If you've seen Keith Warner's Wozzeck, you've seen one of the most spectacular special effects ever staged in the Royal Opera House. Whose jaw has not dropped at the sight of Simon Keenlyside immersed motionless in a tank full of water for several minutes? In front of 2,000+ people, after 90 hectic minutes on stage?
Many of you will have worked out the sneaky secret behind the stunt, but judging by my emails it seems not everyone.
So here - using only legit production photos to demonstrate - is how it's done.
I appreciate not everyone wants their illusions shattered, so IF YOU DON'T WANT TO KNOW, STOP READING HERE.
I didn't think it was possible to screw up Wozzeck until I saw Carrie Cracknell's 'post-Iraq' ENO production earlier this year, a misreading that replaced the general with the specific, paranoia with logic, angst with social conscience, playing up to the London audience's TV-nourished passion for simple storylines in ultra-realistic settings, no matter how the underlying work is betrayed.
Keith Warner's 2002 ROH production is not perfect, but at least we see that Wozzeck's crisis is an existential one, not a social problem that can be solved by a few quid and a bit of counselling.
Wigmore Hall's 2013- 2014 concert season opens on 7 September with a rare bari-summit. Bryn Terfel and Simon Keenlyside join forces in what is likely to be the recital of the Wigmore season.
Other highlights include a five-concert survey of Bach’s keyboard works by András Schiff. Yo-Yo Ma comes to Wigmore Hall on 29 April 2014 to give his first recital there for more than 20 years. Matthias Goerne returns to Wigmore Hall after a three-year absence on 25 September for the first of two recitals in 2013/14, opening with songs by Schubert and moving on to music by Mahler and Shostakovich in January with Leif Ove Andsnes.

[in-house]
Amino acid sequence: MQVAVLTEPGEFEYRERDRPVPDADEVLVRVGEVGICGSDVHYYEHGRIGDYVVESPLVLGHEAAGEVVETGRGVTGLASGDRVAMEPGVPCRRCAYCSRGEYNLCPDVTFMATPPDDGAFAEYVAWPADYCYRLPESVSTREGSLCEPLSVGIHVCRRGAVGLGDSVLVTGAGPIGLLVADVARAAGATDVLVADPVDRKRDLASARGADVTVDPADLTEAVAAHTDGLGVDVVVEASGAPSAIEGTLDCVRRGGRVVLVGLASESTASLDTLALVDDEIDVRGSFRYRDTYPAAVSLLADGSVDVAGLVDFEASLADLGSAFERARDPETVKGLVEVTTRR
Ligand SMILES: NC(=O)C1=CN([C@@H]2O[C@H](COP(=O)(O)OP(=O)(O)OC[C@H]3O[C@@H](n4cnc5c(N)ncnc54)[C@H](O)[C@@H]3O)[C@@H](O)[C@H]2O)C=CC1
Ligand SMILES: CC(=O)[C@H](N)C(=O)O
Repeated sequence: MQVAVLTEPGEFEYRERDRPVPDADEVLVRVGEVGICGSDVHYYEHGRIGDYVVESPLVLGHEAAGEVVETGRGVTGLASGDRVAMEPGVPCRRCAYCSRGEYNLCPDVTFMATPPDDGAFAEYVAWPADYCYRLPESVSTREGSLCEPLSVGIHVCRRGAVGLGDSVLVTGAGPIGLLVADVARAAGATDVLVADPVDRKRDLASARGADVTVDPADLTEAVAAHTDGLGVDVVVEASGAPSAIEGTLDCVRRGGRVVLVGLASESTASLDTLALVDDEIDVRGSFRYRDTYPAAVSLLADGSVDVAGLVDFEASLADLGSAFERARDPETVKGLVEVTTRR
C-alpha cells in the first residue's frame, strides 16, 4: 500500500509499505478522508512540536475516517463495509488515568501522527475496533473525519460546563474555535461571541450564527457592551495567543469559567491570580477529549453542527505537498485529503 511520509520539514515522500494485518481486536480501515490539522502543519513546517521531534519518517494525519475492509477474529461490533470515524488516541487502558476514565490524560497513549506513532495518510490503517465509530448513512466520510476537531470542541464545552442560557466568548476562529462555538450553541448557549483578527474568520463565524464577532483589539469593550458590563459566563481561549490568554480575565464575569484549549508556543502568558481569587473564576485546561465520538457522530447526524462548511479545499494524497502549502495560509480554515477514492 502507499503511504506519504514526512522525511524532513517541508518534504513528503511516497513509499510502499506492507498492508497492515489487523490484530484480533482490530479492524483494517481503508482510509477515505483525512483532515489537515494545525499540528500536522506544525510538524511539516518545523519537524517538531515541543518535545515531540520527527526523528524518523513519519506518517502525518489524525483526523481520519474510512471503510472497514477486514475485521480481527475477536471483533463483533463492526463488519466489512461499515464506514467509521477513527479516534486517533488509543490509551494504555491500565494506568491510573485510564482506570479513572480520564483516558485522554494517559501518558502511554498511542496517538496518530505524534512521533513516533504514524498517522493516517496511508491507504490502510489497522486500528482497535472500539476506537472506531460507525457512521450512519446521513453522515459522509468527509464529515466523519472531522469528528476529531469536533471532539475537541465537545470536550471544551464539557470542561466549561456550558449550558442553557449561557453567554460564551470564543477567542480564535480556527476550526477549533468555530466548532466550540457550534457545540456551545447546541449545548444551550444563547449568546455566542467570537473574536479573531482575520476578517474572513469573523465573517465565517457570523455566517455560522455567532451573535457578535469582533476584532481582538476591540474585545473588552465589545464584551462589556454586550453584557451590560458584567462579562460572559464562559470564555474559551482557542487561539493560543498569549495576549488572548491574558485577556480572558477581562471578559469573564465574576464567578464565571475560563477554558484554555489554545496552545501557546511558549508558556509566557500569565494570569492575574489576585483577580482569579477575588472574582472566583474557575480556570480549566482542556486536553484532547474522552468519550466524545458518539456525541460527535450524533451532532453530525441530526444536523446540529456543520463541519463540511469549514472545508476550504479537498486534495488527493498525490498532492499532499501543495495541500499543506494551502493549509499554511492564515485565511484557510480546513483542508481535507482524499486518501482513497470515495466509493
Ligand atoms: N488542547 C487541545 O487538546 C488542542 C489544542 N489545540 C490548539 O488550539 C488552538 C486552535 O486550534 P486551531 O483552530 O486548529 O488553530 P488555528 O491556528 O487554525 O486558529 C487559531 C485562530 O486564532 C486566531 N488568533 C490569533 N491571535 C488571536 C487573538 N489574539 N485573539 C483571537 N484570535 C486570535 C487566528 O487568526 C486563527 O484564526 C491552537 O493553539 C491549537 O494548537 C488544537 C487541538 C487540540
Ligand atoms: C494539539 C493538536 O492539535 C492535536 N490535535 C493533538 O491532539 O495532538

Let's face it, a chocolate-covered Simon Keenlyside is unlikely to materialise any time soon.
So here's the next best thing: Simon Keenlyside-covered chocolate.
Available at the Met's shop (though sadly not online).
I posted this after the reader who sent the photo told me they'd bought this chocolate at the Met shop.
Metropolitan Opera Customer Relations, however claim the chocolate "does not exist and appears to be a hoax that has been posted over the internet." "Unfortunately," they added "we have been unable to trace the origin of this falsehood."
Not quite. The chocolate does exist - but apparently only as gifts for production members. So, sadly, unless you can find your way to Iestyn Davies's fridge, a nibble is out of the question.
I'm guessing Simon Keenlyside did his own grey hairspray* on Monday night and forgot to check the back. I mean, he can't have been going for the caramelised badger look deliberately. Can he?
It was part of his stab at playing Germont much older than I can recall any other singer attempting in this production - even last month's Leo Nucci. Accessorised with a walking stick that he sometimes forgot he needed and a stoop that failed to mask his natural gymnast's posture, he recalled my own brother's portrayal of Polonius. In the school play, aged 16.